Flair Performing Arts
Helping a local dance school move away from hundreds of spreadsheets to a powerful Laravel backend.
This was a HUGE project, but it was absolutely awesome. Flair originally tracked everything in Excel spreadsheets, literally everything; students, classes, trials, payments, the list went on. Our task at PB was to create Flair a new front end website, and move as much of their processes as possible into a backend system, which I opted to build in Laravel 5.8 as this project was started in July 2019.
The Laravel system was 99% a solo project for myself, whilst my colleague Mark took on most of the WordPress build. We were both heavily involved in the project and must've done 10's of hours of testing between us getting everything working correctly.
One of the first challenges of the build was designing the database architecture, which we managed to map out onto one A3 sheet of paper before I started writing the database migrations and relationships. The next thing after that was working out how to have one user system, but with different roles: Owner, Admin, Teacher, Account Owner (parents) and Associated Users (additional users for accounts); and some users could have multiple roles, oh and most roles needed to be able to access different parts of the system or have parts locked down. This was achieved by using different roles & permissions, and using those roles/permissions in Middleware to deny/allow users into parts of the system.
I then had to build a variety of internal CRUD (Create, Read, Update & Delete) systems for Users, Accounts, Students, Class Categories, Class Sessions, Trials, Term Dates & Venues. Alongside these developments, I needed to make sure that all the relationships were working correctly between everything.
Once the first major version of the system was built, I started to manually test every part of the system (this was well before I learned about Test Driven Development & Automated Tests). There were a few issues with how I'd built the system compared to how the client wanted to use the system, but it didn't take too long to think of a solution and implement it. At this point, I had to develop an API for the WordPress site to consume. The API needed to pull all venues and their details from the system to populate the site footer and contact page and then all of the classes available and have them grouped by day. I then improved on this to return all classes for a specific venue grouped by day and then a further API to return back all available dates to book a trial once a session had been selected - lots of brain power needed on all of this!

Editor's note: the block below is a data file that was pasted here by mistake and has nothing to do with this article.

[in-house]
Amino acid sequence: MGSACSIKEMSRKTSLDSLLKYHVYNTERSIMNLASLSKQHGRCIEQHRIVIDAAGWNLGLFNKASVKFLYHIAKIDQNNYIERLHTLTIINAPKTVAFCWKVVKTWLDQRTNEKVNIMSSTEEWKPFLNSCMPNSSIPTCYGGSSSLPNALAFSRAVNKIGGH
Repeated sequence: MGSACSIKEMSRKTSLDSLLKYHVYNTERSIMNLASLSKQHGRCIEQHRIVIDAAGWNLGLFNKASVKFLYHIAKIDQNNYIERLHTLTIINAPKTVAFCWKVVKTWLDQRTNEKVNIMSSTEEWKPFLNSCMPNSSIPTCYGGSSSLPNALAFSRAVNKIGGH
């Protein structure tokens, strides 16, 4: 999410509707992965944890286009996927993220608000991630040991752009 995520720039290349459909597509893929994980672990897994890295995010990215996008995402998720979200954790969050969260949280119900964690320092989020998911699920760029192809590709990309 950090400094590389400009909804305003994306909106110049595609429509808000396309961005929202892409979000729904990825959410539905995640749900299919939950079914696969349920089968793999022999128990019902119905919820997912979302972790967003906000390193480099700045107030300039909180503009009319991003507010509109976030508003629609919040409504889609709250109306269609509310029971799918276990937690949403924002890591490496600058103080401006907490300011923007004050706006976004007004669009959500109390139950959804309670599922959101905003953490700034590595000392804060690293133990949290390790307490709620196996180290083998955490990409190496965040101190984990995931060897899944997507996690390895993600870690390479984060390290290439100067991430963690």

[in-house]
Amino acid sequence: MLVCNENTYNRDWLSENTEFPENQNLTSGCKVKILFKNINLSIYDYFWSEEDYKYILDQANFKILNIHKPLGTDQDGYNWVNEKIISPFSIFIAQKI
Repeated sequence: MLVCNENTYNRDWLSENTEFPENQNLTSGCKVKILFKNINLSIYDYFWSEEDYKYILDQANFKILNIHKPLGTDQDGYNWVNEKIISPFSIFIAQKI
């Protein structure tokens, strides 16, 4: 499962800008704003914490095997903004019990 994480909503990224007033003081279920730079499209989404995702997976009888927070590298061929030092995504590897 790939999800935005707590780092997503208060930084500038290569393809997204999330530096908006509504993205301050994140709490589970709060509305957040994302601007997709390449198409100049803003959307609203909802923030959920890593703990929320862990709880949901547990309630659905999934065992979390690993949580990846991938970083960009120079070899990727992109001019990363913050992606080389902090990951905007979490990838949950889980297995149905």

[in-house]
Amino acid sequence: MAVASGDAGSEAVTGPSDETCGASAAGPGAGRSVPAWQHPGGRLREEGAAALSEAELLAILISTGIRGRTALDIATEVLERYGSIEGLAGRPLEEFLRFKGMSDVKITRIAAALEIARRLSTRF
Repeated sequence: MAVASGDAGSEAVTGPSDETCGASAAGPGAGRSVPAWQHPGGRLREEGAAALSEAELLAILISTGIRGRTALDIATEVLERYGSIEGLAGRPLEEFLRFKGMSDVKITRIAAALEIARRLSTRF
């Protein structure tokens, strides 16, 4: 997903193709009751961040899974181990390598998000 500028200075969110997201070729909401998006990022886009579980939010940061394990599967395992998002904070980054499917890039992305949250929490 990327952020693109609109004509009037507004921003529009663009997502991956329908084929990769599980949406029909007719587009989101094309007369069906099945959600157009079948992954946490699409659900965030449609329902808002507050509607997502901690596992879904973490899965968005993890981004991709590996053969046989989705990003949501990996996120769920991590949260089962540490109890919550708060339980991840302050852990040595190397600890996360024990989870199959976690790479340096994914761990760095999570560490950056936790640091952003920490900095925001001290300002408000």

Understandably, there's a lot of processes that goes into all of this, which inherently means lots of automation and lots of emails being sent via MailGun. To prevent the server from falling over under pressure, I utilised Jobs, Queues, Scheduled Tasks & Laravel Horizon (with Redis) to manage everything nicely. To give you an idea, over 700 emails were sent in the first 2 hours of the system being live!
Another smaller part of this build was to implement Instagram's API into WordPress. I couldn't quite get WordPress' internal Cron system to work nicely, so I wrote a simple wrapper inside the Laravel system and pushed the results of the consumption to the API consumed by the WordPress front end.
This was the biggest project I've worked on so far, and I genuinely loved it. There was a steep learning curve with a lot of it, and of course I would do plenty differently now as I've learnt even more since I took this project on. It's been live for over a year now and as far as I'm aware, still working really well.
The client said that what I'd built had completely changed their life, and that meant the world to me.
- Laravel 5.8
- Bootstrap 4
- API Creation
- API Consumption
If you'd like to speak to me about a project you've got in mind or a job role you think I'd be a good fit for, please feel free to email me at firstname.lastname@example.org and I'll get back to you ASAP!